2. I am justified in feeling little patience with those who perpetually conjure excuses to keep from working, from keeping their word, and from being committed to goals that will lift them from their low existence.

    I appreciate your involvement in my discussions.

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  3. Esther

    Back to the question you asked:
    The best way to discribe people with no drive is “Lazy mind”. Not only the body but the mind does not want to go to any trouble to do anything. And obviously these people do not embrace The Holy Spirit. I don’t think The Lord wants to dwell in a Lazy mind. My 2 cents.

    How does one get over having a lazy mind? Is that person born that way?

    Like

  4. renaissanceguy

    I share your admiration for Hawking, although you probably know more about him than I do. My mind tends toward less scientific stuff.

    Perhaps the word you are looking for is apathy or lethargy or passivity or stolidity. I’m not sure if any of those quite fills the bill, but they are close.

    Hi, R Guy. You’re right, probably any of those words would work. They all certainly describe the mindset of which I am thinking…and certainly Mr. Hawking is exactly the opposite. I do so admire him. Thank you for your help here.

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  5. Sis. Buxton:
    I have enjoyed some of Dr. Hawking’s lighter writing, those more for the layman. I very much honor a man with or without being physical challenged (pc) who is able to inject such knowledge into our society.
    I do very much agree with the fact that in this society, right now today we except people by appearance rather than ability, skill, knowledge or another factor except appearance. We, as a society, look for thin and beautiful as the excepted standard. NO!! This is not right, but it is the way it is.
    Now for the question.
    How do we, as a society, bring about change?

    Mervi

    Hi, Mervi. One of my favorite stories (don’t recall where I first read it) that I believe I may have used in one of my posts will serve as an answer to your timely question.

    On a lonely beach, on a stormy day, where hundreds of starfish has washed ashore, a man was observed picking up starfish, one at a time, and flinging them into the sea.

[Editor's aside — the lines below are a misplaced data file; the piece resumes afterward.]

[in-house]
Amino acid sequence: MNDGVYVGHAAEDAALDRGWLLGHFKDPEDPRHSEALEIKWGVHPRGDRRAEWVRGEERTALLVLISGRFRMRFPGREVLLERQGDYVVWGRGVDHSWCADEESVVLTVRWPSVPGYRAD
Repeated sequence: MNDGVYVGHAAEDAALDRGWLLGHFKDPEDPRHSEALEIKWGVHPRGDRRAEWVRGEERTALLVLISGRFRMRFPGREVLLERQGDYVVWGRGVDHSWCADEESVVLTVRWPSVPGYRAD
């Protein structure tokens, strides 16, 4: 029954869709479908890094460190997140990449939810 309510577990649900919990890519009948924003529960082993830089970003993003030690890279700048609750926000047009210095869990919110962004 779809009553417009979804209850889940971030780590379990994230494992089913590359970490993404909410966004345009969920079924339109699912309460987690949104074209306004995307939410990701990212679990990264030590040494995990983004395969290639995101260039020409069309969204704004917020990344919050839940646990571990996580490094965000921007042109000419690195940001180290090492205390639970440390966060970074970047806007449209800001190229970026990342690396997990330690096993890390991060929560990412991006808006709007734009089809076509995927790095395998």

“What are you doing?” the observer asked the man.

    “I’m saving starfish.”

    “But there are so many,” the observer responded. “You can’t save all these starfish. It won’t make any difference to the situation, here.”

    The first man bent over, picked up another starfish, and flung it far into the foaming water. “It will to this one,” he replied.

    That’s my answer, Mervi. We can’t take care of all the world’s problems, we can’t teach wholesome principles to the entire world. We must do it one at a time–with our families, our neighbors, and those who read our writings on our blogs, in our articles and in our books.

    Thanks for your comments.

    Like

  6. Esther

    What an amazing man Sis. Buxton. I have read about him from time to time.
    The best thing about gathering grandchildren around and talking about him, is to prove that you don’t have to be strong, good looking, rich or anything else in order to accomplish what you desire to become as adults.
    The same applys to love. When I look at pictures of me and others, as young people, then pictures of us today………….it just proves that the inner person is so much more important than the outward looks. Someone could be sooo beautiful or handsome when young, but EVERYONE gets old and the looks go away. Bottom line: when choosing a mate, go for the beautiful inner person. Kind of off the subject but in a way it is related. Love ya’

    Hi, Esther. Not off the subject at all. As a whole, though, our society leans toward the criteria of looks to determine the worth of someone. Have you seen studies that prove this? Even in the workplace, a person’s appearance is a serious factor in determining who is even hired for a particular job. You’re right–it certainly is far from the most important. Our brain, our motivation, our heart–all these far supersede our appearance.